Today Antonio Negri passed away

Earlier today Antonio Negri passed away at the age of 90. Negri was one of the most influential radical political theorists of the post-War generation, and he arguably shaped the political world view of at least two generations of activists and theorists on the anti-authoritarian Left.

Negri was born in 1933 in Padua and joined a progressive Roman Catholic youth movement as a teenager. In 1956 he joined the Italian Socialist Party. He became professor of State Theory at a young age and was one of the main figures in the Operaismo movement that emerged in Italy in the 1960s. One key feature of Operaismo is the insight that the proletariat is in fact on the active and initiating side of class struggle. Capital, on the other hand, is largely responsive and must continuously seek to gain control over the political and productive potential of the working class.

De Nederlandstalige versie lees je hier.

Operaismo and Negri’s theoretical work eventually gave rise to another heterodox Marxist movement: Autonomia. This movement promoted workers’ self-organisation outside of the centralised party structure and the electoral-representative institutions of the capitalist state.

This autonomist movement was highly influential in Italy and beyond, and was perceived to pose a serious threat to Capital and the state. In 1979 he was arrested and charged for his alleged involvement with the Red Brigades (an urban guerrilla group). But he had nothing to do with them.

In prison Negri wrote several books, including “The Savage Anomaly”. Based on a radical reading of Spinoza, he draws a conceptual distinction between two forms of power: potentia, a popular power that spontaneously emerges from below; and potestas, or a repressive power that is imposed from above. In 1983 Negri was elected to Parliament. This granted him parliamentary immunity and so Negri was released from prison and used this opportunity to escape to Paris, where he continued his impressive academic career. After his sentence was reduced, he returned to the Italian prison in 1997.

In the late 1990s and early 2000s Negri wrote a number of books that again had significant political impact. Most notably was his collaboration with Michael Hardt. Their books “Empire” (2000) and “Multitude” (2004) are generally considered to have had great impact on the alter-globalist movement.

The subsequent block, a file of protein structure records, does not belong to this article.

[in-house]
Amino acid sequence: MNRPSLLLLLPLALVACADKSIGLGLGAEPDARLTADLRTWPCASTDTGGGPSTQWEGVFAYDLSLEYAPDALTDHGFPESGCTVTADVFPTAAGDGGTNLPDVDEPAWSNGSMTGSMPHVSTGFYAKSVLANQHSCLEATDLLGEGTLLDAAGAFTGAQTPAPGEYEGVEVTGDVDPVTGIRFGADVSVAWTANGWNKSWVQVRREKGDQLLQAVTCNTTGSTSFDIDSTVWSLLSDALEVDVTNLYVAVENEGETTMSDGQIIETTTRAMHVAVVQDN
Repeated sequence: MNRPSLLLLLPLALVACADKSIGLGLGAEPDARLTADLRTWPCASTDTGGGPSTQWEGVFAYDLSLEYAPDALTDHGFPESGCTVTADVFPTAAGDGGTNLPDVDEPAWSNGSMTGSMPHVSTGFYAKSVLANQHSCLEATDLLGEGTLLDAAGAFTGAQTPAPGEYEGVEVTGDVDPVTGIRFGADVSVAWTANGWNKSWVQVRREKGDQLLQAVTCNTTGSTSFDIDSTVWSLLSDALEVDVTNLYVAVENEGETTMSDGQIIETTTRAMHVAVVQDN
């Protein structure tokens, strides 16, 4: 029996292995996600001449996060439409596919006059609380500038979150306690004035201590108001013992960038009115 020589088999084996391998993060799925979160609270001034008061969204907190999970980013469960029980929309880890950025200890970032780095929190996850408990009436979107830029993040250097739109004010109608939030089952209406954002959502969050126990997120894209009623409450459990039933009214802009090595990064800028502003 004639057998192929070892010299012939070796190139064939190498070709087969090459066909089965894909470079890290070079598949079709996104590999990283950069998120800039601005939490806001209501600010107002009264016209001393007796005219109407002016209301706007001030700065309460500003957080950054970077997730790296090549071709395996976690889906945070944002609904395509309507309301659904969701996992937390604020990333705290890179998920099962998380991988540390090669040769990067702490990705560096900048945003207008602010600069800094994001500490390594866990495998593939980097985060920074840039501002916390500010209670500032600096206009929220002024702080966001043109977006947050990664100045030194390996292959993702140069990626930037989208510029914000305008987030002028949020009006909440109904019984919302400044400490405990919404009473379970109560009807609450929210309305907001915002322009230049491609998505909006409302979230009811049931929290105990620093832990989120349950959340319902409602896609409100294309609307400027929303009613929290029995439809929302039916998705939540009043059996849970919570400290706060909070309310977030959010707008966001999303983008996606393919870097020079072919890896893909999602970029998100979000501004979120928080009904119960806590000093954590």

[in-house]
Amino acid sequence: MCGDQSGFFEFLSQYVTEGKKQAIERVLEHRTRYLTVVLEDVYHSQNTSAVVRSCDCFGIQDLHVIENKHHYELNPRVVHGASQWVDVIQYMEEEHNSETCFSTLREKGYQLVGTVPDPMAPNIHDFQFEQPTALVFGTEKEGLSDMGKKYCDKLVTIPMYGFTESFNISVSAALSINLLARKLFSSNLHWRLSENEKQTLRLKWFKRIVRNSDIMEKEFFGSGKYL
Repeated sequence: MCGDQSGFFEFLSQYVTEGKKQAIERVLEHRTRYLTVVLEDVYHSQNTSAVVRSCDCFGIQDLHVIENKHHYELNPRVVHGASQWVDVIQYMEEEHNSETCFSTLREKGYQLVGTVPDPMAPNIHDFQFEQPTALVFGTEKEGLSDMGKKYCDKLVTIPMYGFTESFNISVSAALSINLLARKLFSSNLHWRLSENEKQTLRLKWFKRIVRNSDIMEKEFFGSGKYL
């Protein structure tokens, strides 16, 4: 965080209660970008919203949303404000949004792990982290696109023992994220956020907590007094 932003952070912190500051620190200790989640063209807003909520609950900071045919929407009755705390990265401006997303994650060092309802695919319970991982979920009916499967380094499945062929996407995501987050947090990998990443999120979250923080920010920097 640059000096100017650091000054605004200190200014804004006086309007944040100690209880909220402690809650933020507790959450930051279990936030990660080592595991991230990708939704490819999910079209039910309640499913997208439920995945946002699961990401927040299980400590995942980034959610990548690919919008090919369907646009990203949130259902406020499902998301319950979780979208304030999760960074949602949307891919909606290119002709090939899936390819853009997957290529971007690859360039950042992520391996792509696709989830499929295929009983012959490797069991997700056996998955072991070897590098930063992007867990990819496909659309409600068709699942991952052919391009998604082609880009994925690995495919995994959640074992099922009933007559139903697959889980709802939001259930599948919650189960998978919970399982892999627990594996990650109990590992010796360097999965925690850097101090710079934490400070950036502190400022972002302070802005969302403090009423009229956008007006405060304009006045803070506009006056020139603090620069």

In line with Negri’s distinction between potentia and potestas, Hardt and Negri argue that the capitalist order no longer relies on territorial nation-states and material production. Automation and digitization have given risen to Empire: a globalised network of relations of power and control. This Empire is continuously resisted by Multitude: an, equally networked, whole of social relations, communicative practices and forms of resistance. Echoing key ideas from Operaismo and Autonomia, Hardt and Negri argue that Empire is merely responsive to Multitude and its productive potential.

In response to the Occupy/Assembly movements that emerged in 2011, Hardt and Negri wrote two more books: “Declaration” (2012) and “Assembly” (2017), in which they draw more (self-)critical lessons about the role of leadership, representation and formal organisation for the anti-capitalist Left.

If you want to read more about Negri and his relevance for political activism and social movements today, here are two articles that I wrote. In this piece I compare Negri’s later work with the early writings of the 19th century anarchist Mikhail Bakunin.

And here I compare Negri’s concept of “potentia” with John Holloway’s “power-to”, and apply both in a discussion of “the common(s)’ and its relation to contemporary protest movements

Mathijs van de Sande

(This article appeared first as a thread on Todon.)